Alarm over drastic drop in dam levels
Fears of severe drought next year
The low level of useable water in the country's four major dams have raised concerns over the likelihood of serious, widespread droughts during the dry season next year.
The volume of water currently stored in the country's four key dams accounts for just 47% of their combined capacity. Only 27% of the overall water in the dams can be used, said the Royal Irrigation Department yesterday.
As of Nov 29, the combined water volume in Bhumibol, Sirikit, Khwae Noi and Pasak Jolasid dams stood at 11,682 million cubic metres or 47% of the four dams' combined capacity, said the department's Smart Water Operation Centre (SWOC). The Bhumibol dam in Tak province on Friday had a total of 5,802 million cu/m of water, or about 43% of the dam's capacity, of which only 2,002 million cu/m can be used, said the centre.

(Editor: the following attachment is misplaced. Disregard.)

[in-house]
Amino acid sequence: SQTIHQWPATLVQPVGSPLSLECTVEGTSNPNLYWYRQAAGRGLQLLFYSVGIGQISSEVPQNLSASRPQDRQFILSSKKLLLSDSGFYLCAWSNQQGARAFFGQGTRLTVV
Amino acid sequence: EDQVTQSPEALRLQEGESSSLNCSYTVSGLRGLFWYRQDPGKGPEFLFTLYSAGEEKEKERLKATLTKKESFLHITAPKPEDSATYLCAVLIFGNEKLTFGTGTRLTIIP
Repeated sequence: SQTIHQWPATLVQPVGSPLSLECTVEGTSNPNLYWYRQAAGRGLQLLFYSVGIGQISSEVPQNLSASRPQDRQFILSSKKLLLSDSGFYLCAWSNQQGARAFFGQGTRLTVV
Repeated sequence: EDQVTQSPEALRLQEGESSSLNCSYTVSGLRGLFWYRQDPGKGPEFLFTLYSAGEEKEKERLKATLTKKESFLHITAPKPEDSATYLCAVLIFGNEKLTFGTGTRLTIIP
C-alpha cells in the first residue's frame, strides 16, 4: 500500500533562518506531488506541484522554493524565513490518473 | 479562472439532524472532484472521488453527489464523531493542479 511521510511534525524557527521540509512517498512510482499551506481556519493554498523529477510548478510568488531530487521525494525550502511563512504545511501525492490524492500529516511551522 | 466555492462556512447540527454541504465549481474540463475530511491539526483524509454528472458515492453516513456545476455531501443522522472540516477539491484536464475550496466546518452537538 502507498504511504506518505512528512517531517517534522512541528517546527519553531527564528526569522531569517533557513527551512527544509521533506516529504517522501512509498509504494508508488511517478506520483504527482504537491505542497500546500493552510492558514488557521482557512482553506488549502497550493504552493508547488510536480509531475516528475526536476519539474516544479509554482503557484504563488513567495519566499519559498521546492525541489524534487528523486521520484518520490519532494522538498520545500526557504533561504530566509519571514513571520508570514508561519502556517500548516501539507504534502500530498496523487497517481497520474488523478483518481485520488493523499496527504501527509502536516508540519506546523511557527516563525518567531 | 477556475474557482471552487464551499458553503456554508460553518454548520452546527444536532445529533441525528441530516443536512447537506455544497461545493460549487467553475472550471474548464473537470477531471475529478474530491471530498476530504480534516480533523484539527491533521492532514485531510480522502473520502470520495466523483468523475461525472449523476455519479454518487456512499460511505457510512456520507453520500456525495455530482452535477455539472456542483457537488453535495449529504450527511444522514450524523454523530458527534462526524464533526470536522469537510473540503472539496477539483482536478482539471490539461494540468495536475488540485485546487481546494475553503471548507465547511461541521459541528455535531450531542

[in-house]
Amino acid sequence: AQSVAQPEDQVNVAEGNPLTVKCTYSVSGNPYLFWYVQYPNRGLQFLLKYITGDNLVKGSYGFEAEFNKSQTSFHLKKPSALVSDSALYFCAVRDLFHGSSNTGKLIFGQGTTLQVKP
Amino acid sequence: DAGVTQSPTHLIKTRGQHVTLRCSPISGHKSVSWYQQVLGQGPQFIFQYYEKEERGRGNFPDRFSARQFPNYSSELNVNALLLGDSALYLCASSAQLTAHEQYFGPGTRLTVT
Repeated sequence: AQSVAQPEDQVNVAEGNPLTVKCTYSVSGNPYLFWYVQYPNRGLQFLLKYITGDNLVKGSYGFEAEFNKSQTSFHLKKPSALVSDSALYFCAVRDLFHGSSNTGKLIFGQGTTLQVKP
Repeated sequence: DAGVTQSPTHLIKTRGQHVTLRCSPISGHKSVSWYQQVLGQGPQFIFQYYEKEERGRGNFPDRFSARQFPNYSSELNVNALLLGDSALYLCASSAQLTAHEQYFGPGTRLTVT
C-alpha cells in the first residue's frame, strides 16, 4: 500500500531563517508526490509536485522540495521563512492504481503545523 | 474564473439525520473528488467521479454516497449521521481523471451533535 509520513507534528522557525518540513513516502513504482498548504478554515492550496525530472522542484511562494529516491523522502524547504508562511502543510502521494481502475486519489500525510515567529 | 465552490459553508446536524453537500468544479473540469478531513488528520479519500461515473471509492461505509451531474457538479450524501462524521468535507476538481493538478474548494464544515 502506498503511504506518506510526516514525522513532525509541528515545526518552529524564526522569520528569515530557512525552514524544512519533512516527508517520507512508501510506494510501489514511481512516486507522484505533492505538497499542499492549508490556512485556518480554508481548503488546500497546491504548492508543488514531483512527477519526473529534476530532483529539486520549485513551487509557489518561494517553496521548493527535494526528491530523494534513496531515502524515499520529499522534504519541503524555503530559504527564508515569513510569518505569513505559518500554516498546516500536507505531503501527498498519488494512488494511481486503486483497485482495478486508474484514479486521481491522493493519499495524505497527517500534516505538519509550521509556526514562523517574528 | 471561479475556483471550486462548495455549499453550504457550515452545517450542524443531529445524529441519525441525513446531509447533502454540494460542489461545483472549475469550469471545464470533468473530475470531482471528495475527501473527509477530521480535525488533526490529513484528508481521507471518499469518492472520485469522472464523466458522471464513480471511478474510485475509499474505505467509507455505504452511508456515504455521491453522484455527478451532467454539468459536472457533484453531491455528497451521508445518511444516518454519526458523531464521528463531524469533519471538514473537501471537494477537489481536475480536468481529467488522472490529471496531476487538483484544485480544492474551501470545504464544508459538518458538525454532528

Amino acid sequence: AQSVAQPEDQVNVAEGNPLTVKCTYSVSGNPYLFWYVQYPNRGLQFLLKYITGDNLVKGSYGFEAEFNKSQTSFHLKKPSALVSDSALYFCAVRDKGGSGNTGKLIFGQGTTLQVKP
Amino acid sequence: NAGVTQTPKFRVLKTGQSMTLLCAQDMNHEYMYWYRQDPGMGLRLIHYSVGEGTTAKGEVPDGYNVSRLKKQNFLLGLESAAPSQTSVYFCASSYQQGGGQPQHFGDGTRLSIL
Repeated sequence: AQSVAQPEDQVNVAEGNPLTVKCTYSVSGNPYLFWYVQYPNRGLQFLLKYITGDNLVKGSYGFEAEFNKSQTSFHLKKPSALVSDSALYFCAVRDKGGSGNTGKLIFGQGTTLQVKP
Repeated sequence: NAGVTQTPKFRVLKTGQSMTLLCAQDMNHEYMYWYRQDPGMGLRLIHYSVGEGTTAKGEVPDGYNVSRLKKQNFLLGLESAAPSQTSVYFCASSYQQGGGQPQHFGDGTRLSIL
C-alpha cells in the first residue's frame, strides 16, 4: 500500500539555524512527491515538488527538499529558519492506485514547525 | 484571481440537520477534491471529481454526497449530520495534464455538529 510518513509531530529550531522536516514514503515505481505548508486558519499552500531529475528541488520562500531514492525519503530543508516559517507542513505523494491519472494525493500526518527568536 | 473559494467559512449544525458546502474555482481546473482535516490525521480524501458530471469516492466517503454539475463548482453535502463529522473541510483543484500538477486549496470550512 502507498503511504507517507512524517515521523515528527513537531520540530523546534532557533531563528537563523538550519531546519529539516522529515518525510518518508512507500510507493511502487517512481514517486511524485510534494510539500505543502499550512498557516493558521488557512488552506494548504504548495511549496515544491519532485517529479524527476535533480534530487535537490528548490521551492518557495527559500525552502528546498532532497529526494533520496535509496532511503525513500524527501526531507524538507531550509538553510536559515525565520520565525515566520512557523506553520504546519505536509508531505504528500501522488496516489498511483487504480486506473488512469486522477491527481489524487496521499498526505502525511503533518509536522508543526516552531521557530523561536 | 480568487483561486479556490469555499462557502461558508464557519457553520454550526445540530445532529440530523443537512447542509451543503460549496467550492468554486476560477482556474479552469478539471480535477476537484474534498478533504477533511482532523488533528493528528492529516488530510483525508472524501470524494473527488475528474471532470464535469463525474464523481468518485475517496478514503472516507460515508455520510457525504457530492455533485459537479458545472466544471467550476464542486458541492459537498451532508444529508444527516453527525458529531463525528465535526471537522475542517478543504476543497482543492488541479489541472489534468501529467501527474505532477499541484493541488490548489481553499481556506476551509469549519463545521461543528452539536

Sirikit dam in Uttaradit has 5,091 million cu/m of water or 54% of its capacity with only 2,241 million cu/m being usable. Khwae Noi dam in Phitsanulok currently stores 478 million cu/m of water, or 51% of its capacity, of which only 435 million cu/m can be drawn for use. Pasak Jolasid dam in Lop Buri reports a storage of 311 million cu/m of water, or 32% of capacity, of which only 308 million cu/m can be used, according to the SWOC.
Drought is already taking a toll in some areas of the country. In Nakhon Ratchasima's Non Thai district, the Bueng Sa Chorakhe marsh, which contributes to tap water consumed by more than 200 households in the district, has reportedly dried up.
The Second Army Region, the provincial disaster prevention and mitigation office and the Non Thai municipality have been working to source water from a nearby province for use in tap water production, a source said. Baen Sattayawong, an official at the provincial disaster prevention and mitigation office, said the marsh has run dry for several months.
Thailand has experienced an unusual lack of rain, which has adversely affected the farming sector, especially the rice industry. Authorities fear the lack of rain will affect harvests in general until next year.